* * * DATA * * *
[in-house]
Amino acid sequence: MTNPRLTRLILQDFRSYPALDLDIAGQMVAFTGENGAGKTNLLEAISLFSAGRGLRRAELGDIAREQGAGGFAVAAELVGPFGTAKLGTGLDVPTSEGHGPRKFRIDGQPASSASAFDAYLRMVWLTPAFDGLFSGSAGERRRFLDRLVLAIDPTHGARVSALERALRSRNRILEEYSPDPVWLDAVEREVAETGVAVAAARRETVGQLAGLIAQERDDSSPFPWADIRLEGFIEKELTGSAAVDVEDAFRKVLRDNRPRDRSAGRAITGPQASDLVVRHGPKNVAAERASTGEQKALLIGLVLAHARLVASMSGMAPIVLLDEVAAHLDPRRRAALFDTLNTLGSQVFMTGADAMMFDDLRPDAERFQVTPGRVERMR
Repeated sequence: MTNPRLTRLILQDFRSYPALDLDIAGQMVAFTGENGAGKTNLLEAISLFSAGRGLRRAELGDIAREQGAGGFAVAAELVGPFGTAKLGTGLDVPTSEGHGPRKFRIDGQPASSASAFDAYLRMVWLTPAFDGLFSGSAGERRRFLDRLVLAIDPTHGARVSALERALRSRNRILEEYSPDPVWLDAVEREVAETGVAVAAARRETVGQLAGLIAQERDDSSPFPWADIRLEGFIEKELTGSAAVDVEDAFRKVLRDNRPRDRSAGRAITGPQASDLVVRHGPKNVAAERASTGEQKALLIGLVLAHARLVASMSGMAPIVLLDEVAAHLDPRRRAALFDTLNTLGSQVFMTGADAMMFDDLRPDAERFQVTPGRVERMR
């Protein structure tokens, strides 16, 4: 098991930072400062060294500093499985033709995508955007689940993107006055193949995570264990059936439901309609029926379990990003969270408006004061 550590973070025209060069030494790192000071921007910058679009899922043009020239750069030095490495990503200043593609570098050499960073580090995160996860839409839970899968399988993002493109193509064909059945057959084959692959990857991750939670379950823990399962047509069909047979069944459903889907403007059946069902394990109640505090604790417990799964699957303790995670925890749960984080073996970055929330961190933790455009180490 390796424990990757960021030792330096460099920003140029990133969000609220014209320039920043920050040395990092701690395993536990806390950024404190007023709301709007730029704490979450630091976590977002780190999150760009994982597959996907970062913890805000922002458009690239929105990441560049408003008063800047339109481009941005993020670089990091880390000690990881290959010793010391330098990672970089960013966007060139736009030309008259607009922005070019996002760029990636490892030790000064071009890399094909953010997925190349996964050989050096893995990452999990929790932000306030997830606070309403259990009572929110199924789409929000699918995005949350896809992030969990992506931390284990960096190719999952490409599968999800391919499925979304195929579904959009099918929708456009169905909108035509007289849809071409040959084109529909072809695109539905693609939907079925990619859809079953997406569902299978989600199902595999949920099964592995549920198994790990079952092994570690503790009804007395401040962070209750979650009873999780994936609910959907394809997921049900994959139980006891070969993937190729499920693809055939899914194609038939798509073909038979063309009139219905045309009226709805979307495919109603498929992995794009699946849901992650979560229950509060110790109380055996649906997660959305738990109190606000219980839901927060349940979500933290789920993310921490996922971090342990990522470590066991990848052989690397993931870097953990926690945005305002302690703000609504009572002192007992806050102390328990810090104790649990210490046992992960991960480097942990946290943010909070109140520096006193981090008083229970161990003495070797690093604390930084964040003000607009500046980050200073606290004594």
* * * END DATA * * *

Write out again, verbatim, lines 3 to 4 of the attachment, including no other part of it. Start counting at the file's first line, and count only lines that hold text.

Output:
Repeated sequence: MTNPRLTRLILQDFRSYPALDLDIAGQMVAFTGENGAGKTNLLEAISLFSAGRGLRRAELGDIAREQGAGGFAVAAELVGPFGTAKLGTGLDVPTSEGHGPRKFRIDGQPASSASAFDAYLRMVWLTPAFDGLFSGSAGERRRFLDRLVLAIDPTHGARVSALERALRSRNRILEEYSPDPVWLDAVEREVAETGVAVAAARRETVGQLAGLIAQERDDSSPFPWADIRLEGFIEKELTGSAAVDVEDAFRKVLRDNRPRDRSAGRAITGPQASDLVVRHGPKNVAAERASTGEQKALLIGLVLAHARLVASMSGMAPIVLLDEVAAHLDPRRRAALFDTLNTLGSQVFMTGADAMMFDDLRPDAERFQVTPGRVERMR
């Protein structure tokens, strides 16, 4: 098991930072400062060294500093499985033709995508955007689940993107006055193949995570264990059936439901309609029926379990990003969270408006004061 550590973070025209060069030494790192000071921007910058679009899922043009020239750069030095490495990503200043593609570098050499960073580090995160996860839409839970899968399988993002493109193509064909059945057959084959692959990857991750939670379950823990399962047509069909047979069944459903889907403007059946069902394990109640505090604790417990799964699957303790995670925890749960984080073996970055929330961190933790455009180490 390796424990990757960021030792330096460099920003140029990133969000609220014209320039920043920050040395990092701690395993536990806390950024404190007023709301709007730029704490979450630091976590977002780190999150760009994982597959996907970062913890805000922002458009690239929105990441560049408003008063800047339109481009941005993020670089990091880390000690990881290959010793010391330098990672970089960013966007060139736009030309008259607009922005070019996002760029990636490892030790000064071009890399094909953010997925190349996964050989050096893995990452999990929790932000306030997830606070309403259990009572929110199924789409929000699918995005949350896809992030969990992506931390284990960096190719999952490409599968999800391919499925979304195929579904959009099918929708456009169905909108035509007289849809071409040959084109529909072809695109539905693609939907079925990619859809079953997406569902299978989600199902595999949920099964592995549920198994790990079952092994570690503790009804007395401040962070209750979650009873999780994936609910959907394809997921049900994959139980006891070969993937190729499920693809055939899914194609038939798509073909038979063309009139219905045309009226709805979307495919109603498929992995794009699946849901992650979560229950509060110790109380055996649906997660959305738990109190606000219980839901927060349940979500933290789920993310921490996922971090342990990522470590066991990848052989690397993931870097953990926690945005305002302690703000609504009572002192007992806050102390328990810090104790649990210490046992992960991960480097942990946290943010909070109140520096006193981090008083229970161990003495070797690093604390930084964040003000607009500046980050200073606290004594």